Food flow analysis: the role of locality in feeding cities [Abstract only]
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Karg, H.; Akoto-Danso, E. K.; Schlesinger, J.; Nyarko, G.; Drechsel, Pay. 2015. Food flow analysis: the role of locality in feeding cities [Abstract only] Paper presented at the PLANT 2030 Status Seminar, Potsdam, German, 4-6 March 2015. 1p.
Permanent link to cite or share this item: https://hdl.handle.net/10568/68317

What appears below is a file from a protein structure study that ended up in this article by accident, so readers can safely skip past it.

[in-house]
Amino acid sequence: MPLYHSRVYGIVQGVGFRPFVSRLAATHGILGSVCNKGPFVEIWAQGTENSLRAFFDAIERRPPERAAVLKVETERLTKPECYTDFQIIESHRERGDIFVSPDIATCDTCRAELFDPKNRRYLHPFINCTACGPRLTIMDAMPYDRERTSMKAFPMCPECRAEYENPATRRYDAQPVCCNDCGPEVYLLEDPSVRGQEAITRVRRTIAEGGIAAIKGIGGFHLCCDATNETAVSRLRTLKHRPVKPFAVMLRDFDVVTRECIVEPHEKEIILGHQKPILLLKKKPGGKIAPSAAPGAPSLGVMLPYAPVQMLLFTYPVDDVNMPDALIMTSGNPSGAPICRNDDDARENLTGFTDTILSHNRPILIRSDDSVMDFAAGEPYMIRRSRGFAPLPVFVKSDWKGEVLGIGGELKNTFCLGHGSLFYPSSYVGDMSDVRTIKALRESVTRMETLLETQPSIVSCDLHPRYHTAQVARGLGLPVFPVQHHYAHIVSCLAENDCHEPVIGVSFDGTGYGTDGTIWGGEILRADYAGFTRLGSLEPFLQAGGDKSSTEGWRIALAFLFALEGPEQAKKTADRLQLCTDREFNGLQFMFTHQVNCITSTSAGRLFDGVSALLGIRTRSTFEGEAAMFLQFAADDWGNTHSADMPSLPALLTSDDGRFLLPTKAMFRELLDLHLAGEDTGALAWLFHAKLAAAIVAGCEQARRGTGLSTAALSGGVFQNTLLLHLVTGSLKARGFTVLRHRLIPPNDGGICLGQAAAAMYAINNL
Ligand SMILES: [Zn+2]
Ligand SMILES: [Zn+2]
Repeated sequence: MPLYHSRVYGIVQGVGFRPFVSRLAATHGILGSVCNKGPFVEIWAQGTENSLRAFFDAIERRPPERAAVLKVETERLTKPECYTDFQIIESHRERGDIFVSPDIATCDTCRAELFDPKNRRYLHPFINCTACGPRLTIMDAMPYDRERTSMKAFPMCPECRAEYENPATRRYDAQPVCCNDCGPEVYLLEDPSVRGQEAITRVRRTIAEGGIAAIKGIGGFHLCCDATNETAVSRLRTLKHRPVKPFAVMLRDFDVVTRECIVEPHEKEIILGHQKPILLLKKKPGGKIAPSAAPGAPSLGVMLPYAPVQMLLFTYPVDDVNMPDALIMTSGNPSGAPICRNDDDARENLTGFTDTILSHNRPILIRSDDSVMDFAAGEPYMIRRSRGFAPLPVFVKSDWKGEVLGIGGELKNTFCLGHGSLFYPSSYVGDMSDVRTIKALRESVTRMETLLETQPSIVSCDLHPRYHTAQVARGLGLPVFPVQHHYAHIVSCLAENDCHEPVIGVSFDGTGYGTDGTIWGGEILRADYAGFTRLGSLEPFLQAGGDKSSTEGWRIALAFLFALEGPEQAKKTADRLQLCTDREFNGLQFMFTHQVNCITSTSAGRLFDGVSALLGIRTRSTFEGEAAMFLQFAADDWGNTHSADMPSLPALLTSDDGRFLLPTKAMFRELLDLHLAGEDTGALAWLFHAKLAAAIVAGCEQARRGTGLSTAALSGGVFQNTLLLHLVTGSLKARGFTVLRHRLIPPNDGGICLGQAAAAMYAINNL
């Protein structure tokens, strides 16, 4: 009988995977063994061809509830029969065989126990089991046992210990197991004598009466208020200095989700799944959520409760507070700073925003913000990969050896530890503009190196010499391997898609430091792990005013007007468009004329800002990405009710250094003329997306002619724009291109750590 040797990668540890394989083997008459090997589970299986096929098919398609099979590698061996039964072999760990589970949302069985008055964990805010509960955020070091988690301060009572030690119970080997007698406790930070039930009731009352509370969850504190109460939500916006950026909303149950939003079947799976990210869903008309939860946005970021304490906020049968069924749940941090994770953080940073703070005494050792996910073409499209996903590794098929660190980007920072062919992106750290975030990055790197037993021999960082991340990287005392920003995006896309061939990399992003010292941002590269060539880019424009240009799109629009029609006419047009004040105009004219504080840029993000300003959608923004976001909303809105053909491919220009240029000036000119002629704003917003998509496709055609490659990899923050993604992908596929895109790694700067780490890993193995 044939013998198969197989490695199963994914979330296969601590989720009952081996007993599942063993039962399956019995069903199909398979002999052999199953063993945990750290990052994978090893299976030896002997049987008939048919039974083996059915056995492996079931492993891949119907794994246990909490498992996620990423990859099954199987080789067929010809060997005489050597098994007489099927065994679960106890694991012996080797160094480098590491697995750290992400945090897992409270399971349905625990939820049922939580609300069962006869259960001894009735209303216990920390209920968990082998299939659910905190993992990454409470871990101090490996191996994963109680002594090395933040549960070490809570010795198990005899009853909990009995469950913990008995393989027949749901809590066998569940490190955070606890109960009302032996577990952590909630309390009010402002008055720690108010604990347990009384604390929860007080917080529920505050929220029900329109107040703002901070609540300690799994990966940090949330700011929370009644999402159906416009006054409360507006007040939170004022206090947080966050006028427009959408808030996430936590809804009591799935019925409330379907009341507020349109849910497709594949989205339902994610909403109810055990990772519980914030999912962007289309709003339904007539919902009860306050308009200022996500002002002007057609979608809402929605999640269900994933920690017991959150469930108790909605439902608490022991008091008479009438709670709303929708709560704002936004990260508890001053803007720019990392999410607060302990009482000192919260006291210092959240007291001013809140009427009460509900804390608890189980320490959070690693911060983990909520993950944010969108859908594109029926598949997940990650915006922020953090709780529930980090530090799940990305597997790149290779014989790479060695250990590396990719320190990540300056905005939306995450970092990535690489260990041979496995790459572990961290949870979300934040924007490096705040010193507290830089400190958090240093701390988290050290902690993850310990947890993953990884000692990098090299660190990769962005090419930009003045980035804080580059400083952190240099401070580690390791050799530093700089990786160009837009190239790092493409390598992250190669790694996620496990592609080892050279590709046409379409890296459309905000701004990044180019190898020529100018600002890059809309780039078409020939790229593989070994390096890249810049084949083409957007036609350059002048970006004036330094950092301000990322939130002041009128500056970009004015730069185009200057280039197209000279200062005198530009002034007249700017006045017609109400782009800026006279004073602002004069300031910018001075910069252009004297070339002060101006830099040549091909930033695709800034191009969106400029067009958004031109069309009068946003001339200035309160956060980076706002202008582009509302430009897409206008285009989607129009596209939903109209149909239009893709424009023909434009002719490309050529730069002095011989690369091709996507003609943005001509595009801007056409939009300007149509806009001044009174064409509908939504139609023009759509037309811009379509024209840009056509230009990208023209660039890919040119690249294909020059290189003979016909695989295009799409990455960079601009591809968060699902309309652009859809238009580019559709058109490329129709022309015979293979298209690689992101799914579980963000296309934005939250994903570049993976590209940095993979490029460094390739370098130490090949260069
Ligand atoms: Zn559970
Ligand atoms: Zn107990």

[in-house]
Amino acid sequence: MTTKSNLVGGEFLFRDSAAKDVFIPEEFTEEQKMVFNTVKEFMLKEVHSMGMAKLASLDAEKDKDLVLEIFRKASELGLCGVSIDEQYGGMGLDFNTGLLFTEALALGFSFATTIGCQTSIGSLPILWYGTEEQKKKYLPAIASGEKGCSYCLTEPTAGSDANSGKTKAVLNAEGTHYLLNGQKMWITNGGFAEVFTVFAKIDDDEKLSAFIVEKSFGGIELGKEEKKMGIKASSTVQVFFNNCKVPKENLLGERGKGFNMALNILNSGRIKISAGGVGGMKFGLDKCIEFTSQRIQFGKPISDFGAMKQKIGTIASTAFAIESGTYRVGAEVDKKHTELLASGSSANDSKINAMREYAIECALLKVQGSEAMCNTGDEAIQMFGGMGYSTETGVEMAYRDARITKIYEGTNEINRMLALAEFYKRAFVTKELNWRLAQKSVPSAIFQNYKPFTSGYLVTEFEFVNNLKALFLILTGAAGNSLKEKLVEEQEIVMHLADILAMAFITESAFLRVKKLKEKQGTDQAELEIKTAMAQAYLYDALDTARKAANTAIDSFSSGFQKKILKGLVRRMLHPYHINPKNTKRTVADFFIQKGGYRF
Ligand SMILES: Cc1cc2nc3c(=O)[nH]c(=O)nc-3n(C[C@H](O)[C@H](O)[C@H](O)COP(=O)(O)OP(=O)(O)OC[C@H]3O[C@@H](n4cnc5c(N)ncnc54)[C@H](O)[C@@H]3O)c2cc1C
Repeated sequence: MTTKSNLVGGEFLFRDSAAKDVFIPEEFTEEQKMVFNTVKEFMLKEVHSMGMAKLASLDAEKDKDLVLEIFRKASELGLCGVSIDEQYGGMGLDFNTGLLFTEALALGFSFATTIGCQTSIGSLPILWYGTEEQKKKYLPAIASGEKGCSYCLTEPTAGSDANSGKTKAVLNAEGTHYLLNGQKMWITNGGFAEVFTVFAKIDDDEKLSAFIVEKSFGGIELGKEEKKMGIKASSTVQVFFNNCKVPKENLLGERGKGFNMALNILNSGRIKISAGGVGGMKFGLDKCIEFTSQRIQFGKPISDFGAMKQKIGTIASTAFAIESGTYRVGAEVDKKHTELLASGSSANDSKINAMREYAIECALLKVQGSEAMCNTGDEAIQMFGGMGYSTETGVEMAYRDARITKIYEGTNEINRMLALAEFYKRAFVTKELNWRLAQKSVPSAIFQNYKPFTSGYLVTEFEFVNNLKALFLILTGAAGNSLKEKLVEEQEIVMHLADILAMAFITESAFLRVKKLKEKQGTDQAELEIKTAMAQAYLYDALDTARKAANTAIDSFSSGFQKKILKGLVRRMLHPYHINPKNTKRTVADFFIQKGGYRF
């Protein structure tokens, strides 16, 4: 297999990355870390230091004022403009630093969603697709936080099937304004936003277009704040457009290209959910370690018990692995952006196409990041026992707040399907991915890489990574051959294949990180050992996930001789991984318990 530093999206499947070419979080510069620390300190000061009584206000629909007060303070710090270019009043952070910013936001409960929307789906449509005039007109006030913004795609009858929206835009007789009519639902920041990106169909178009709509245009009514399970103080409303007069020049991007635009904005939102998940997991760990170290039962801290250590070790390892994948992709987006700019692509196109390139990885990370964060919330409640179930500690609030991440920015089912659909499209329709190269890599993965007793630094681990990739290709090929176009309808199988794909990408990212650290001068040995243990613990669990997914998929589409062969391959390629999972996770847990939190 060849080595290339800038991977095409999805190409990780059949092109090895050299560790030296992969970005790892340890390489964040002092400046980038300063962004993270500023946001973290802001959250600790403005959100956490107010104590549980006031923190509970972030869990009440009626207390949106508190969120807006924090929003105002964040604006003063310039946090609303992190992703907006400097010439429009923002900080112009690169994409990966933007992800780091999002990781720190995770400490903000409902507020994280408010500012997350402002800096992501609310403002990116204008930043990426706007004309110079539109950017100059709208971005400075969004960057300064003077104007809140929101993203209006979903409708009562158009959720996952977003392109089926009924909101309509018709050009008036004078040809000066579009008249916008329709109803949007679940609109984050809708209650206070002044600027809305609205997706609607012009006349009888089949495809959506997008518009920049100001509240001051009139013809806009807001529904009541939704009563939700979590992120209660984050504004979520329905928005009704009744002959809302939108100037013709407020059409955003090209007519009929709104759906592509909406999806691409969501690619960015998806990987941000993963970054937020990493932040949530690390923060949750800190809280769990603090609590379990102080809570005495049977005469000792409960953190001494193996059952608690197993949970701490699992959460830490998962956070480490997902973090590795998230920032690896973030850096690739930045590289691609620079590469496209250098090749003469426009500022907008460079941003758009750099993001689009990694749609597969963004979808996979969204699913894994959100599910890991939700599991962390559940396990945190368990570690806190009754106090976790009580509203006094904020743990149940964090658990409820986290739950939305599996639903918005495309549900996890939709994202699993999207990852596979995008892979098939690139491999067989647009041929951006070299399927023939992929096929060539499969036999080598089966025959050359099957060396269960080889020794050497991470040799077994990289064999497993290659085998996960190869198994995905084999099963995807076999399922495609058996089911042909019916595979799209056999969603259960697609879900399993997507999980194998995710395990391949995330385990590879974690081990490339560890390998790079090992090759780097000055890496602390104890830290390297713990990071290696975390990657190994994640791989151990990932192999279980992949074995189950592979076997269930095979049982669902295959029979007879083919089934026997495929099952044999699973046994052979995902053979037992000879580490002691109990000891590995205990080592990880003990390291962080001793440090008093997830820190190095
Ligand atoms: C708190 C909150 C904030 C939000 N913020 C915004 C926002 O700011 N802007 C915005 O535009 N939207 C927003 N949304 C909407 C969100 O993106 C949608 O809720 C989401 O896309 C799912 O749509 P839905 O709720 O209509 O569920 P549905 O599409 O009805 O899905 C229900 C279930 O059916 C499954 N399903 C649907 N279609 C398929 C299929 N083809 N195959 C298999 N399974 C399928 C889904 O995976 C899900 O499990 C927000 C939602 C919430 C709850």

The growing urban demand for food and changing diets are two of the main factors for changing urban food systems in terms of food quantity and diversity, as well as underlying production and distribution systems. In order to meet the urban food needs while minimising negative environmental effects, short supply chains have been advocated in recent years. In spite of the growing attention to “local” or “urban“ food in research and development, there are only very few empirical studies which systematically analyse the actual contribution of urban and periurban production to urban food supply in a standardised way. This study as part of two PhD projects aims to quantify and map food flows supplying urban populations in the cities of Tamale, Ghana and Ouagadougou, Burkina Faso, both cities that are characterised by high urban growth rates and high incidences of food insecurity. Food flows were recorded at roads entering the cities and at major markets during the peak and lean season. Data collection will extend over two years, and therefore only first preliminary results are available so far (Tamale for the peak season 2013, and lean season 2014; Ouagadougou for the lean season 2014). First results show that in both cities the majority of unprocessed staple crops are produced in rural areas and channelled through village markets to the cities while leafy vegetables are produced during the dry season in irrigated urban and peri-urban agriculture (UPA). In Tamale, imports play a minor role: rice is the only food crop imported at large scale from outside Africa (preliminary results indicate that about half of the rice consumed in both cities is imported), whereas sub-regional trade plays a role with respect to onion (from Niger) and tomato supply (from Burkina Faso during the lean season). Ouagadougou’s status as national capital is reflected in the larger diversity of food items in the markets and the relatively longer distances (partly imported) food travels. The two case studies suggest that diversifying food sources can be a means to minimise risks and to ensure access to favourable market prices which contributes to a more resilient urban food supply system. This might change with increasing economic status and growing city size, when creating space for UPA and supporting rural small holders will become more important to maintain the mix.